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  • POSTED OCTOBER 29, 2018
What is hemp and how does it differ from cannabis? A unique variety of the cannabis sativa species, hemp is one of the planet’s most diverse and far-reaching crops. A non-psychoactive form of cannabis, hemp has little THC content, but its applications are even more robust than its more popular counterpart.

For centuries in countries around the globe, hemp pushed up legally and grew wildly. Domesticated crops were found everywhere, and the hemp plant was used in myriad residential, commercial and industrial practices. In addition to hemp fibre being used in food, construction and clothing, the plant has recently taken on an even wider mandate.



As cannabis and hemp have moved into favour with legislators and policymakers, so too have the opportunities to seize the day on the hemp plant’s potential started to take shape. In fact, hemp has recently been used to build homes, fuel cars, produce cosmetics, and even clean up chemical spills. And these are just a few of hemp’s future possibilities!



Already, the plant is being used to build airplanes, in textile production, and food. Considered by some to be an up-and-coming superfood, hemp is incredibly nutritious and high in protein, amino acids, iron, fiber and zinc. Hemp food products and infusions are becoming increasingly popular among cannabis patients. 

Behind the curtains of hemp, there have been hundreds of advocates pushing for legalization. Though hemp has no psychoactive properties, it has long been outlawed alongside its more potent kin. For activists like Dany Lefebvre, this fact has long been viewed as absurd. Why criminalize a plant that has the capability of helping humanity in so many different fashions?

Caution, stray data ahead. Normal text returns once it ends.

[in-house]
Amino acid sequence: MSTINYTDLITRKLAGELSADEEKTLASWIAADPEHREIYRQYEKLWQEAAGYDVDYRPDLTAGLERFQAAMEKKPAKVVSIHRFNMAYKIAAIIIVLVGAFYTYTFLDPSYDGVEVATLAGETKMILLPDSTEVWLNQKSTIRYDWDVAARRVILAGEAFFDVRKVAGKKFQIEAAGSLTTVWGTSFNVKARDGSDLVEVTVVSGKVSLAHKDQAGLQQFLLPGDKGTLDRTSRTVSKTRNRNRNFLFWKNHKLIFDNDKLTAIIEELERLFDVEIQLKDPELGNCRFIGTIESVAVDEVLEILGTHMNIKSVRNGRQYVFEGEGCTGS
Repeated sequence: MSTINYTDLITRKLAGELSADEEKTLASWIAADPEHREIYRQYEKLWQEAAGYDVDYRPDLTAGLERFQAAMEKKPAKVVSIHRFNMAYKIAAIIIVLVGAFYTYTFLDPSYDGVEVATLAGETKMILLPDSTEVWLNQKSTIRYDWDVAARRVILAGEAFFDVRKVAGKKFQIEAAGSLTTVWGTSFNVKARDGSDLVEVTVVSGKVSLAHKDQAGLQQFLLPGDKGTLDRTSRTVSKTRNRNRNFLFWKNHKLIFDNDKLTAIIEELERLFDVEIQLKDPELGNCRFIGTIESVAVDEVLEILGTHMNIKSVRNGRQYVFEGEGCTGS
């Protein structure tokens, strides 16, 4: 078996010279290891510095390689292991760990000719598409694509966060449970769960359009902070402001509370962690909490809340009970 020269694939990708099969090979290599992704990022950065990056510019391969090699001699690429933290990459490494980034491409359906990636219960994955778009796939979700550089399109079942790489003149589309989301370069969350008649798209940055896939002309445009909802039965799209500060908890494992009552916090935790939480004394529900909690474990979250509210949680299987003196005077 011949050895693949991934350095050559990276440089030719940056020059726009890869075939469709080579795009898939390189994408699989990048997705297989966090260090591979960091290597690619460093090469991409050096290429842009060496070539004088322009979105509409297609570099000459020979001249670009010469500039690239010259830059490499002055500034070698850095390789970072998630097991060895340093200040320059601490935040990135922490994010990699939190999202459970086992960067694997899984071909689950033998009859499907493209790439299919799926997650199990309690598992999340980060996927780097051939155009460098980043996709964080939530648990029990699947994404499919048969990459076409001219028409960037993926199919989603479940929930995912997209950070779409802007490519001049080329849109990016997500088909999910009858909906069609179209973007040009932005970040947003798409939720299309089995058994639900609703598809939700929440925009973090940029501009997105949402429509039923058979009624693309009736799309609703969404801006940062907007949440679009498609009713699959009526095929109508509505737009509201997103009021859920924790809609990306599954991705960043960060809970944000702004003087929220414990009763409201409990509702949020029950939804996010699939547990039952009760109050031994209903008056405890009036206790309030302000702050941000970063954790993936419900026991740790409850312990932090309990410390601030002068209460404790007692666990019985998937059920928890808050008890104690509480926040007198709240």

The answer explains why Lefebvre has so many reasons to smile these days. For years, he pushed to have hemp recognized, legalized and commercialized, and has recently been rewarded for his efforts, as Canada and other countries have moved to allow hemp cultivation.

In addition to being the proprietor of one of the country’s largest hemp crops, Lefebvre is the founder of one of Quebec’s first licensed producers and the brains behind Chanv, a hemp-based health and beauty brand. 

“We have a real infatuation with hemp products,” Lefebvre said recently. “Our brands – Chanv, Crocx and Maison d’Herbes – are sold at more than 200 retailers in Quebec and online at Amazon. There are a number of large national chains that are equally interested [in hemp] and we need to react quickly to match the growth that’s happening in the industry.” 

Chanv’s product line includes hair and body care products, and facials. Lefebvre can see that line-up expanding as Canada welcomes legalization this fall. Like the possibilities for cannabis as reform becomes a reality, hemp is also taking a lead role as a solution to a flurry of issues – both social and environmental.
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